This Saturday, HBO debuted a brand new hour from Latino comedian Felipe Esparza. Esparza won NBC’s Last Comic Standing in 2010, and has plenty of film and TV credits including Superstore, Lopez Tonight, The Eric Andre Show and The Tonight Show, but this is his first HBO special.
If you missed the premiere of Esparza’s Translate This, that’s okay because you can catch it on HBO GO or HBO On Demand and it will be running again on the network throughout the month. Recorded at the San Jose Improv in San Jose, California, Esparza talks about immigration, the pressures of being the child of parents who don’t speak English, returning to visit his native country of Mexico, and the challenges of raising a blond, blue-eyed stepson. The hour has plenty of new twists on familiar ground– growing up with immigrant parents has been a fertile ground for comedy for decades– but Felipe has his own unique angles and stories. Like having to learn to translate words that he didn’t know the meaning of yet (like back spasms) when he accompanied his parents to the doctor or having to do his parents’ taxes before he even had his own basic math down.
We spoke to Felipe about the new special– and he told us that having an HBO special was a dream come true. “I’ve always wanted to be on HBO series,” he said. Of course, it would be difficult to find a comedian who didn’t dream of having their own HBO special- the network that essentially created the mold for the stand-up special and has been followed ever since. But Esparza’s favorite comedy growing up was on HBO, making filming an hour with the network particularly meaningful. “When I was a kid, I saw the ‘Young Comedians’ show with Rodney Dangerfield, and I saw my idol, Paul Rodriguez. I always wanted to be a part of the group.”
Esparza and his wife produced the special himself, and sold it to HBO. “We were sitting down one day and said ‘We’ll do our own special.’ We have enough money saved up. We got our own director, Claude Shires. He’s one of the guys that edited my last special. And my wife, she edited the last special with Claude. So together, we found a crew on Real Media. We got the background, was my eight by 10, we did our own background. I did the craft service. We did it all ourselves.” They didn’t want the special to look homemade, so they went all in, and it was a learning experience on many levels. “I think one of the most expensive things that we had to use, we got a crane, and I didn’t know that when you … My wife, Lisa, she didn’t know that when you rent a crane, you also got to rent a crane operator. So we had to scramble around asking everyone in the crew, ‘Is anybody here certified to use a crane?'”
They filmed the hour at the Jose Theatre in San Jose, California– a 500 seater with a balcony. Felipe chose the Jose for a few reasons– it was the right size, the right location, he loved that the room had so much history– Chaplin used to perform there, Houdini performed there– but most of all, he was already scheduled to perform there, so it was free.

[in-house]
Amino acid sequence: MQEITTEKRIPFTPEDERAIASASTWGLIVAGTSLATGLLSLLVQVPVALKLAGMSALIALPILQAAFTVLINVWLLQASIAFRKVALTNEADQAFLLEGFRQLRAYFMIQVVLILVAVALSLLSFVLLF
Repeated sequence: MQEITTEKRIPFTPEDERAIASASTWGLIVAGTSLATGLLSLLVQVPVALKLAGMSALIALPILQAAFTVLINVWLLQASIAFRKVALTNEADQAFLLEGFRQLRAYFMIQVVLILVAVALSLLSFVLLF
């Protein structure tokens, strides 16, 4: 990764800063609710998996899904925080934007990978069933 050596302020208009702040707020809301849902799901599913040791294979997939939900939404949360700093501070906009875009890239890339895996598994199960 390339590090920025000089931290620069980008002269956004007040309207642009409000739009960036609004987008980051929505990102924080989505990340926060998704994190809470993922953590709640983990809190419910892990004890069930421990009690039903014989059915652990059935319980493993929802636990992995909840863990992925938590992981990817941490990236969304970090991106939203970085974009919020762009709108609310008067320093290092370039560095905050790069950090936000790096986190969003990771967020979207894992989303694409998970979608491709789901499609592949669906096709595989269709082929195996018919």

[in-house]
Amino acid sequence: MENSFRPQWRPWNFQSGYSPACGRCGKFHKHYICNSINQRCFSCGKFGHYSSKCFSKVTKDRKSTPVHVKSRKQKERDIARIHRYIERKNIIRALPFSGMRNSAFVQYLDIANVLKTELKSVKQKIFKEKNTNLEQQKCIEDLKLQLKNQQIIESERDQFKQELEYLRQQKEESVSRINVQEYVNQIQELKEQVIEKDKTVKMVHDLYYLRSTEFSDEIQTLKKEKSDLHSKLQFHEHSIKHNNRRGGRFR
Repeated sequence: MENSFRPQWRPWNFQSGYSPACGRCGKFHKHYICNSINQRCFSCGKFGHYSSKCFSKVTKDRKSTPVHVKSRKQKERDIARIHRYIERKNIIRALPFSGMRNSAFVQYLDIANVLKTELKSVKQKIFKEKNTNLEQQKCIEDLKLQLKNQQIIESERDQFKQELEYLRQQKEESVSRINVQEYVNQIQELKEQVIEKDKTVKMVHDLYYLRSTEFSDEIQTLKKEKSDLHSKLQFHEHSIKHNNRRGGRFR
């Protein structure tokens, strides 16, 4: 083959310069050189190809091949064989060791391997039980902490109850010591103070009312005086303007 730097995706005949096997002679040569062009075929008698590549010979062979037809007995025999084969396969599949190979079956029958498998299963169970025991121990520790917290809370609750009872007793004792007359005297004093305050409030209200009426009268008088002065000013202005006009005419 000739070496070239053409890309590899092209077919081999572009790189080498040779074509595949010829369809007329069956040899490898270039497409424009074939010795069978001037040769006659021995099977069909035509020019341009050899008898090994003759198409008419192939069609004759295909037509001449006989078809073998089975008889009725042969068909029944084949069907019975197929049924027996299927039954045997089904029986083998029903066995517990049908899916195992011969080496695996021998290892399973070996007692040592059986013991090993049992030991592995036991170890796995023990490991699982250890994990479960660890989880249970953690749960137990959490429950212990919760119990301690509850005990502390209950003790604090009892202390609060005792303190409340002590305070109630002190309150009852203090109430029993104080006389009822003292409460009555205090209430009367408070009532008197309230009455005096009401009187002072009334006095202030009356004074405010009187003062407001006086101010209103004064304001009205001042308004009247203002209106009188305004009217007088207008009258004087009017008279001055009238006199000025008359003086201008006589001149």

The DIY spirit has been a part of Esparza’s entire career which started when he was 21 years old and in drug rehab. He was in a group meeting where he and the others were asked to write down their dreams. “A lot of us didn’t know what he was talking about,” he said. “Some of us wrote ‘Dreams, I had this dream where I’m holding money and when I wake up, it’s gone. I have a dream where I’m naked in school.'” He goes ‘No, no, not those kinds of dreams, your goals, what you want to be in life.’ So, then I realized what he was talking about.” Number one on Felipe’s list was to become a comedian, so when he came out of rehab, he decided to figure out how to make that happen. “I didn’t have no computer or have computer skills. So I went old school,” he told me. That meant a trip to the public library and a stack of books on writing comedy. “I started reading these books every day. I would go there Monday through Friday, from 8:00a.m. to 8:00p.m., whenever I had the chance. I would stay there for hours reading.” He also checked out videos of his favorite comics– Lenny Bruce, Eddie Murphy, Rodney Dangerfield. “One of his favorite comedians was Paul Rodriguez. I was so happy to find out that Paul Rodriguez’s favorite comedian was Richard Pryor and Rodney Dangerfield, who I also loved.” Once he had read enough, he checked LA Weekly and learned about open mic shows. “I pretty much knew what that was, kind of like try-outs. So I went to a place called the Natural Fudge on Fountain Avenue and I did my first comedy skit of what I had. I got some laughs. And I met Jamie Kennedy, he was just starting off too. I think he was living in his car, you know? He was a nice guy to me,” he recalled.
Years later, he got to meet and get some advice from his hero, Paul Rodriguez, and now he’s finding himself inspiring other young kids, but he’s not quite comfortable with that yet. “It blows my mind when I get an email from somebody, ‘You inspired me, man.’ Or ‘I had a horrible day and I’m feeling good now.'”
He’s starting a new tour called the Bad Decision Tour with all new material and you can look for dates on felipeesparza.com. Felipe’s HBO special, Translate This premiered on Saturday, and is now available on HBO GO and HBO On Demand.